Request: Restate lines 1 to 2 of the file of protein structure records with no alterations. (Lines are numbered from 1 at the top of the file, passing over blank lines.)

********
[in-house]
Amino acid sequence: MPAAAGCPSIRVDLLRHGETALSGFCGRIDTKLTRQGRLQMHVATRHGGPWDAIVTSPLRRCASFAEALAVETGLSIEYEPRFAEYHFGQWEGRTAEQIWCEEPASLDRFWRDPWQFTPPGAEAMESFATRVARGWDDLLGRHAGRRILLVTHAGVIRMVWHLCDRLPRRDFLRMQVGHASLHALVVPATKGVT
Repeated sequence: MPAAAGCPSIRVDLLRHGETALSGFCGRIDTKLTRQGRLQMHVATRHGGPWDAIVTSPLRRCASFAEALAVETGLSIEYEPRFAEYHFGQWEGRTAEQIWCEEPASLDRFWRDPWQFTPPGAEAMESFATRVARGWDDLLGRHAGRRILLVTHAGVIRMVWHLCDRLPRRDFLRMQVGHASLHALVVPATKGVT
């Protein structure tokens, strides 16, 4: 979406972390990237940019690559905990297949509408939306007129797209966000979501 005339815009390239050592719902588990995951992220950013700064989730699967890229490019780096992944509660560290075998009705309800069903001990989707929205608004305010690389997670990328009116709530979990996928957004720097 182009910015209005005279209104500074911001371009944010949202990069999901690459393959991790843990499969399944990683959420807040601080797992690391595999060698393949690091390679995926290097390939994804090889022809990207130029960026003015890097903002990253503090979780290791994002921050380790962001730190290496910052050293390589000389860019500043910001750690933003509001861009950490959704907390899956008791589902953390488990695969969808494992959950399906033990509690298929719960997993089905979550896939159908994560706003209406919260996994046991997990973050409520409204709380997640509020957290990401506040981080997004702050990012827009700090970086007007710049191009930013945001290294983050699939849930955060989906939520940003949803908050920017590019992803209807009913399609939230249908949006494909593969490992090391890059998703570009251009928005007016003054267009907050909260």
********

[in-house]
Amino acid sequence: MPAAAGCPSIRVDLLRHGETALSGFCGRIDTKLTRQGRLQMHVATRHGGPWDAIVTSPLRRCASFAEALAVETGLSIEYEPRFAEYHFGQWEGRTAEQIWCEEPASLDRFWRDPWQFTPPGAEAMESFATRVARGWDDLLGRHAGRRILLVTHAGVIRMVWHLCDRLPRRDFLRMQVGHASLHALVVPATKGVT